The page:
I don’t know what Dutch company Boels Rental was thinking when they green-lighted an advertising campaign that involved images of Shakyamuni Buddha printed on Porta Potties around the Netherlands, but it’s safe to say they didn’t expect a massive Facebook campaign, led by two Thai Buddhists, demanding that the images be taken down. The campaign gathered such support that only two days after it began, the company had apologized and promised to “withdraw the designs from the market.”
It seems to me that advertising snafus like this one occur frequently in the West, where the prevailing notion that Buddhism is “a [fill in the blank], not a religion” leads to certain advertising decisions being made with the Buddha’s image that would never be made with Jesus’ or another respected figure’s. (See: Bed Bath & Beyond’s ill-advised Buddha toilet brush holder they released—and quickly dropped from their inventory—last year.) I’m not exactly offended by Boels Rental’s Buddha Porta Pottie, as it seems like it was ignorance on their part and not malicious intent. But dear companies of the world, please be aware of this simple equation: images of religious figures + human waste = certain publicity disaster. Really, it’s not that difficult.
In another surprising green-light, the U.S. Marine Corps have instituted a mindfulness meditation and yoga pilot project. Starting next week, Marine Corps base Camp Pendleton will offer an eight-week meditation course to 80 Marines. Though the article doesn’t say this specifically, it’s probably a version of Jon Kabat-Zinn’s “Mindfulness-Based Stress Reduction” program. Of course, they’ve “Marined” the name, so the Marines will be participating in the much more tough-guy sounding “Mindfulness-Based Mind Fitness Training” program. Hopefully the training will help Marines handle the extraordinarily high stress levels of combat and post-deployment.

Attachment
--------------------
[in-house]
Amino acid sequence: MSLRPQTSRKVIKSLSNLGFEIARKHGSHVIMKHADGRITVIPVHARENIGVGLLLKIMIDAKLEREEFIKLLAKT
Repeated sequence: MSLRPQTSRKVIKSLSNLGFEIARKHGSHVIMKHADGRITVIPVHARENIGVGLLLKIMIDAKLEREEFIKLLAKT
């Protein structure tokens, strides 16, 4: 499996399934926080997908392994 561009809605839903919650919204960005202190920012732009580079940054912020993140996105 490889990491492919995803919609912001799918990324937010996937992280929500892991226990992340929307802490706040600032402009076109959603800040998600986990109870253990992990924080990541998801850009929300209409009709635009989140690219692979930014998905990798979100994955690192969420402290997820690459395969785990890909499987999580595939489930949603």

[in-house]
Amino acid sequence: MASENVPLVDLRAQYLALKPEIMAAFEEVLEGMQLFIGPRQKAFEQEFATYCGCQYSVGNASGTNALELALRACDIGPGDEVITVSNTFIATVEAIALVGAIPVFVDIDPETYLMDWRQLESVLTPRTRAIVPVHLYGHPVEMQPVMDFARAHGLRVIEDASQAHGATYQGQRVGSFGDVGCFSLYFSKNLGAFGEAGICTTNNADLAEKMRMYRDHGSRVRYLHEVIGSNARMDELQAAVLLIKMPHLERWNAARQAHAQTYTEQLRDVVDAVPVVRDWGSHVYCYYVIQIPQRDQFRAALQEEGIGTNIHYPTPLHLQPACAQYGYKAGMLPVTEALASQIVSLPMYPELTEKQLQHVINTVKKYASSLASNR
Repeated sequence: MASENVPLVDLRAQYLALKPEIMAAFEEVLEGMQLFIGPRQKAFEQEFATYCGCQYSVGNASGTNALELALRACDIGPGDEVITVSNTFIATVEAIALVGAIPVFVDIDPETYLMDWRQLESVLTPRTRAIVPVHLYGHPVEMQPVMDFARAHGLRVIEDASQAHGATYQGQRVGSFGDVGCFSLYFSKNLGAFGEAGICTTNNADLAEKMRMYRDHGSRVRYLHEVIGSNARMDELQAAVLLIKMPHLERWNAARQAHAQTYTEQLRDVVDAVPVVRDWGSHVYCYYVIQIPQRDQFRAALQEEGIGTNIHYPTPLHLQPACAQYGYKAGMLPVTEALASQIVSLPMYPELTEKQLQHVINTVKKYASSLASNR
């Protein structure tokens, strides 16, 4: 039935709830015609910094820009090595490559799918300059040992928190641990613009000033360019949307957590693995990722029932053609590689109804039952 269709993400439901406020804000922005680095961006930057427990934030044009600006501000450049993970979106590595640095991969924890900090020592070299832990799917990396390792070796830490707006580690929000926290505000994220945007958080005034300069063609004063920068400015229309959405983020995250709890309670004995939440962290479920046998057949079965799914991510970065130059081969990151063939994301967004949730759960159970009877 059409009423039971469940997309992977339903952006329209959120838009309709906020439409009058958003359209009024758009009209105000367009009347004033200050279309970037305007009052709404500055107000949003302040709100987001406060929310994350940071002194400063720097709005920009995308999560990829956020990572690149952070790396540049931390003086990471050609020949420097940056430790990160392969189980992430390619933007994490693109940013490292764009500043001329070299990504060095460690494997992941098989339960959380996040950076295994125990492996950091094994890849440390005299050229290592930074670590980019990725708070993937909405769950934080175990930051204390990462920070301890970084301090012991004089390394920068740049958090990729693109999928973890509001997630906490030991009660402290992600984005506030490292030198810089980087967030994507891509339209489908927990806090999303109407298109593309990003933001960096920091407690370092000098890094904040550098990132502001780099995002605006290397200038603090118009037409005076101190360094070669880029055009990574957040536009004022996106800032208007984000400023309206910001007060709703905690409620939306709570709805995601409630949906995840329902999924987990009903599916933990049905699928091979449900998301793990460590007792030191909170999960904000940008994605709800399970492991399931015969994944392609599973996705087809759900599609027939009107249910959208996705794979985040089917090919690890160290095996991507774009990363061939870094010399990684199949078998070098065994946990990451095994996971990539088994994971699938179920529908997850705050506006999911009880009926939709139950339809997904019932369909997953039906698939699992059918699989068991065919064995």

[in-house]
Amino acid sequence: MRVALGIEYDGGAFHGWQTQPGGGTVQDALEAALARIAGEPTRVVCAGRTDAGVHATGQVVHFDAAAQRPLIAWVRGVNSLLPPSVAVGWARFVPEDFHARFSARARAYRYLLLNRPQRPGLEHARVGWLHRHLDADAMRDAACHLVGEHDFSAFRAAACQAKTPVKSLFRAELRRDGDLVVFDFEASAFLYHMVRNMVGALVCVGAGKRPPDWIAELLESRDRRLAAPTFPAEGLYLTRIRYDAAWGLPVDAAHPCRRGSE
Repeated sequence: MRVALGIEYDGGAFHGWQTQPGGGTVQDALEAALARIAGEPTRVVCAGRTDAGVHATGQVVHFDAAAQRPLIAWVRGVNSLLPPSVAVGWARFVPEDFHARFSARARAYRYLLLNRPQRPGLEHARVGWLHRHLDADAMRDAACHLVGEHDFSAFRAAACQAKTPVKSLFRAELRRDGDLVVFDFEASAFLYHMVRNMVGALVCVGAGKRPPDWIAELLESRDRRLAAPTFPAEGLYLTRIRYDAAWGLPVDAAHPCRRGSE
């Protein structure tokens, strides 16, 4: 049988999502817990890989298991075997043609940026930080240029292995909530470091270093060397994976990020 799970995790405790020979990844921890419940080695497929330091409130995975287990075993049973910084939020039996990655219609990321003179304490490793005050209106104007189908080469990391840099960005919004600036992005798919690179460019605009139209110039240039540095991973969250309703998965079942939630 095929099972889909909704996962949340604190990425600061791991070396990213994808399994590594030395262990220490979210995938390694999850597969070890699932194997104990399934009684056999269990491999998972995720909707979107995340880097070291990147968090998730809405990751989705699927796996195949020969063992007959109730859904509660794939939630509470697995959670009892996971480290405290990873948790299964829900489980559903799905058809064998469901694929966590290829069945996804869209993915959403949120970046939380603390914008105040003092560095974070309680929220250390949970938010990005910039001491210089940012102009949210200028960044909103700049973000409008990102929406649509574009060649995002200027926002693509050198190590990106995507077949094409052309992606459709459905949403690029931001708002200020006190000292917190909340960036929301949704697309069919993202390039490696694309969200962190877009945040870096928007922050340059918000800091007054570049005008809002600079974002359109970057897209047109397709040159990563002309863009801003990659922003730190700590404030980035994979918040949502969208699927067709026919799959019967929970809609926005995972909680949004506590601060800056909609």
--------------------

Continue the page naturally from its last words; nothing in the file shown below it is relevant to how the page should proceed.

If you’re Tibetan or a Tibetan Buddhist practitioner, you’ve come across a lot of tsampa in your time. Tsampa is a roasted barley flour that is a staple food throughout Tibet, and is frequently used in Tibetan Buddhist practice. Earlier in the week a friend shared Tibetan rapper Shapaley’s new video “Tsampa” on Facebook, and I can’t resist passing the good vibes along. In the U.S. we’re so used to rap videos featuring lyrics like…actually, they aren’t fit to print here on the Tricycle site, but you know what I mean. So it’s refreshing to hear some rap songs that go like this one:
Let me tell you what tsampa eaters are like
I’ll explain it. Tsampa eaters ain’t the ones who are deceitful
the ones who lie and cheat
Honesty and warm-heartedness is our attitude
love and compassion the basis of our soul
Also, let’s just admit it. The song is ridiculously catchy.
Have a great weekend, everyone!
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